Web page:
Fig.  2.9: Frogs and rubbish in the cistern can stop it from working properly
Fig. 2.9: Frogs and rubbish in the cistern can stop it from working properly.

Any of these problems in the cistern can cause an overflow of water. Modern toilet cisterns are made in such a way as to get rid of the overflow water without making a mess.

In some older cisterns this overflow of water drains to the toilet floor and is disposed of through a floor waste. This is a drain that will allow any overflow or other small amounts of water which-get onto the floor, such as when it is washed, to flow outside the building. However, more modern cisterns are designed to allow the overflow to drain down the flush pipe into the pedestal pan.

If there is water leaking from the outlet drain or there is water continuously flowing into the pan, this means there is a problem with the cistern.
Fig.  2.10:Water continually flowing into the pedestal pan means there is something wrong with the cistern.
Fig. 2.10:Water continually flowing into the pedestal pan means there is something wrong with the cistern.

Some possible reasons for this continual flow of water into the pedestal pan or overflow of water on to the floor are:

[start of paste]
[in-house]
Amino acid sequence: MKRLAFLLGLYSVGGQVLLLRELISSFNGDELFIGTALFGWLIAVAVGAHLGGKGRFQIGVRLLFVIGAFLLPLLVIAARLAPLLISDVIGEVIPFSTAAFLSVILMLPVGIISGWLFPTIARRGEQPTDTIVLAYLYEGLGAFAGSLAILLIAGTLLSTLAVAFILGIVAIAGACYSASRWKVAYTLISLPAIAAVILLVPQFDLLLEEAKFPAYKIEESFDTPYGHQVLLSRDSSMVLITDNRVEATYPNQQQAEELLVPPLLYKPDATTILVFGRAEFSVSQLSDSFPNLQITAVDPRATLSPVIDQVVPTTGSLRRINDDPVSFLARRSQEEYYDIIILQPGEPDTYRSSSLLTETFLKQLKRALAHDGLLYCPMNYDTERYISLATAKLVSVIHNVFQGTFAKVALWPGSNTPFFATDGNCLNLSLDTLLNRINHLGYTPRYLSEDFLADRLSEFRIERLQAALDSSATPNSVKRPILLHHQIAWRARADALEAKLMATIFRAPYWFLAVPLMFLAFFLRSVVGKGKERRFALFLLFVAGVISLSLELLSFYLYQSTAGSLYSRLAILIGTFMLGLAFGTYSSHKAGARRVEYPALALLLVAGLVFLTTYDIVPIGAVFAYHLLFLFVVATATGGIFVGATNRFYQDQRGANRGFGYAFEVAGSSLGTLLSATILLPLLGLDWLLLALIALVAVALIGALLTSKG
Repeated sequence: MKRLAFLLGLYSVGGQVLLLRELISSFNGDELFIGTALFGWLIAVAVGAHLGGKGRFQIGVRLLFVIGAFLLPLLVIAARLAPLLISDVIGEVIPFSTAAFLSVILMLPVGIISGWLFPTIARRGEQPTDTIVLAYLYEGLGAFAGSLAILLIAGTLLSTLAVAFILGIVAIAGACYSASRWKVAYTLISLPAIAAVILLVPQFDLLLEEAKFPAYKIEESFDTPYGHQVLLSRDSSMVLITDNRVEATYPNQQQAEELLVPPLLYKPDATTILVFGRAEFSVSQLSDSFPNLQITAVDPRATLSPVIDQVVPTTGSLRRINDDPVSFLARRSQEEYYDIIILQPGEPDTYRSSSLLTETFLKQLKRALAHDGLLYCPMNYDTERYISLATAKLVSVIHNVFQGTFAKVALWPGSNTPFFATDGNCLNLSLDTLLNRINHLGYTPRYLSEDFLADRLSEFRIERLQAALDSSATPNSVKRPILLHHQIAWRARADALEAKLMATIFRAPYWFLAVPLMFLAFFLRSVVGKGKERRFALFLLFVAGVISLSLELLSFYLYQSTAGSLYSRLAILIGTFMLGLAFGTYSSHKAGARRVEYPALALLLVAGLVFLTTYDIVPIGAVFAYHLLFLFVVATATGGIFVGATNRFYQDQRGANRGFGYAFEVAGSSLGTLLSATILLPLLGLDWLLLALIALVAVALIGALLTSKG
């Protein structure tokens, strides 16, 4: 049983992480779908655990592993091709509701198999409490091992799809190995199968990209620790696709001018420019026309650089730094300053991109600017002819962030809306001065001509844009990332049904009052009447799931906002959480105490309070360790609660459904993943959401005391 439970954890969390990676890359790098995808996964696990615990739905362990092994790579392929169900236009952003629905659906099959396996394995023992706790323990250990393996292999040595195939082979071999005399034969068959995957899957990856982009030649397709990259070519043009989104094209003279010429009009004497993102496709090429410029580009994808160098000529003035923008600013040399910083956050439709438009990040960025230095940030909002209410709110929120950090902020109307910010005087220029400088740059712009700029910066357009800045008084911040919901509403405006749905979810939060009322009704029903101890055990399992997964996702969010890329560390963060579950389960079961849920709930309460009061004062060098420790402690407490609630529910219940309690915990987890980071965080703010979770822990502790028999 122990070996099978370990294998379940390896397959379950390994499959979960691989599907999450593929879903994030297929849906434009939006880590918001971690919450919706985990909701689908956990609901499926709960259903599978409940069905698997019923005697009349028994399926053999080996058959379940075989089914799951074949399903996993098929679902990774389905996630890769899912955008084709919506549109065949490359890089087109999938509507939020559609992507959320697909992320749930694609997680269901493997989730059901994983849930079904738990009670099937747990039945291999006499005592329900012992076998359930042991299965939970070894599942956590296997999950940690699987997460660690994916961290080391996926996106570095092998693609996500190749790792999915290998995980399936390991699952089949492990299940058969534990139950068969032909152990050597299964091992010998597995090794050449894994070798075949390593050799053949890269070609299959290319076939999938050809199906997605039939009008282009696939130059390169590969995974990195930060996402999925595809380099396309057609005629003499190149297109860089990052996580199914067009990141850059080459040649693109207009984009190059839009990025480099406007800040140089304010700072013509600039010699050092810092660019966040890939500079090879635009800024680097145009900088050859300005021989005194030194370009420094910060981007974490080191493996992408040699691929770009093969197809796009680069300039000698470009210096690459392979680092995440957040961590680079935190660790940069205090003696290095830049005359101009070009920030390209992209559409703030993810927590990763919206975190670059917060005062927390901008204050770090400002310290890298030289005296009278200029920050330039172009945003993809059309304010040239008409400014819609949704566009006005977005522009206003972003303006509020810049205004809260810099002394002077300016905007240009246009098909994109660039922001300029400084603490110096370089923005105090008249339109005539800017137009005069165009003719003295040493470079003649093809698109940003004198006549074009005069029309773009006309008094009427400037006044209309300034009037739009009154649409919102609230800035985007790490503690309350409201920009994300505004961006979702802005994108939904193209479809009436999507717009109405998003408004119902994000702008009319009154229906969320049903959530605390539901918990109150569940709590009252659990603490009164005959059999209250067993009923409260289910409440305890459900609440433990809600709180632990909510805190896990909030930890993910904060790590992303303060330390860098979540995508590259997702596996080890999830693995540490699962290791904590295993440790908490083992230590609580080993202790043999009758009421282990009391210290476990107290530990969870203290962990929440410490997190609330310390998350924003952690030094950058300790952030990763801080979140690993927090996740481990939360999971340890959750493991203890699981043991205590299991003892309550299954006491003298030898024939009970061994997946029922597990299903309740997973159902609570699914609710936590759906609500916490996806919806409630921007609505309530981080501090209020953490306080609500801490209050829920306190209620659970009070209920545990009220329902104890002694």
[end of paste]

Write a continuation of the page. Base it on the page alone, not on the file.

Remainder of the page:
The inlet valve stays open and allows the water flow because:
  • the ball float is leaking and sinks
  • the float arm is not correctly adjusted to cut off the inlet valve
  • frogs are sitting on the float arm holding the float down
  • the inlet valve rubber is worn
Fig.  2.11: A crack in the ball float will cause it to fill up with water and sink.  A leak in the ball float can often be fixed by filling the hole with a special glue.
Fig. 2.11: A crack in the ball float will cause it to fill up with water and sink. A leak in the ball float can often be fixed by filling the hole with a special glue.

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When the ball float arm is not adjusted to cut off the inlet valve properly the water overflows into the cistern. The float arm can be adjusted so that it cuts off when the cistern is full.
  • The inlet valve is faulty, such as when it is worn, and allows water to flow continuously
  • The outlet valve is faulty, such as when rubbish stops it closing properly, and allows water to leak down the flush pipe